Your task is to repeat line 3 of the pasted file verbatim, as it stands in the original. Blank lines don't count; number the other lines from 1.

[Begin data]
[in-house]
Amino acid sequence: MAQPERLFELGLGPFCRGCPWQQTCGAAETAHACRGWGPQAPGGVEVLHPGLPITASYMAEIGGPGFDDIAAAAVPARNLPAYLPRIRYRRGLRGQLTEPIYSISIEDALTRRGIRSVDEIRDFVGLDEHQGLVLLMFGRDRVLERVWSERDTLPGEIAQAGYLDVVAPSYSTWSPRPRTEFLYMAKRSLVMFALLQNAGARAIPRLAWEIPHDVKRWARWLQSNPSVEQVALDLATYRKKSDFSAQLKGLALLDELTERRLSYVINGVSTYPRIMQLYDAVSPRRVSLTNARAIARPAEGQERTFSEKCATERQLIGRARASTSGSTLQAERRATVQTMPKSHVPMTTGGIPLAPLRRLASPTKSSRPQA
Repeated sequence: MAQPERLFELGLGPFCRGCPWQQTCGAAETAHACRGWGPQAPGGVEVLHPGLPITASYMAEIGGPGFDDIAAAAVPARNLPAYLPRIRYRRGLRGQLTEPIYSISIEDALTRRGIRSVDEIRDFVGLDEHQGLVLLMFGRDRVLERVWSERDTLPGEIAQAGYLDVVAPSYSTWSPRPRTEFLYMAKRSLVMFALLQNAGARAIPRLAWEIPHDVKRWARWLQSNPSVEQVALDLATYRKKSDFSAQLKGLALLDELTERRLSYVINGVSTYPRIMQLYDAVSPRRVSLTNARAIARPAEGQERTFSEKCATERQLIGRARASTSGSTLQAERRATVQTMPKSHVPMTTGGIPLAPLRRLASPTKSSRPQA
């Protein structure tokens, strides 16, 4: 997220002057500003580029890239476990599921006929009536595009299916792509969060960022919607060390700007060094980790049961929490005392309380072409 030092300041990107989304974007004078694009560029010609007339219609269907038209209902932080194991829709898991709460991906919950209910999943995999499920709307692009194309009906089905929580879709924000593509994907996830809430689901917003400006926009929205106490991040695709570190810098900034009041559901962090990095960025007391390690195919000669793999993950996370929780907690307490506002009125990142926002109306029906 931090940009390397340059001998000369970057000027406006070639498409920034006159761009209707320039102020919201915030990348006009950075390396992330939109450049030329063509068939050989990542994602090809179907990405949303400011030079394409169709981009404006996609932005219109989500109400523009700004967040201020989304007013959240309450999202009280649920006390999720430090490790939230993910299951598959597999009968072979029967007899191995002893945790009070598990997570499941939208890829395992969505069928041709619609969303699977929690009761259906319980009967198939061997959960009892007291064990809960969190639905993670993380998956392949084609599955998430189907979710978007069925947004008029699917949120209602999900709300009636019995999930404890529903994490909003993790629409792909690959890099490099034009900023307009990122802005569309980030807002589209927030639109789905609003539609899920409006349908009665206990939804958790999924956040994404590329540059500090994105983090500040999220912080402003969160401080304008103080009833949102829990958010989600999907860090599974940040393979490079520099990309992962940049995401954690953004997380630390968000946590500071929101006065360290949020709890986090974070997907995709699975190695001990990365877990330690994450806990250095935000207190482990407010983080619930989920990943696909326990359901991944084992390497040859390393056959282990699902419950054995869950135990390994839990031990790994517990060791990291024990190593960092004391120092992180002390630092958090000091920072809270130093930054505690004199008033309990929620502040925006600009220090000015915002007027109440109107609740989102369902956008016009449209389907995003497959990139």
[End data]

Repeated sequence: MAQPERLFELGLGPFCRGCPWQQTCGAAETAHACRGWGPQAPGGVEVLHPGLPITASYMAEIGGPGFDDIAAAAVPARNLPAYLPRIRYRRGLRGQLTEPIYSISIEDALTRRGIRSVDEIRDFVGLDEHQGLVLLMFGRDRVLERVWSERDTLPGEIAQAGYLDVVAPSYSTWSPRPRTEFLYMAKRSLVMFALLQNAGARAIPRLAWEIPHDVKRWARWLQSNPSVEQVALDLATYRKKSDFSAQLKGLALLDELTERRLSYVINGVSTYPRIMQLYDAVSPRRVSLTNARAIARPAEGQERTFSEKCATERQLIGRARASTSGSTLQAERRATVQTMPKSHVPMTTGGIPLAPLRRLASPTKSSRPQA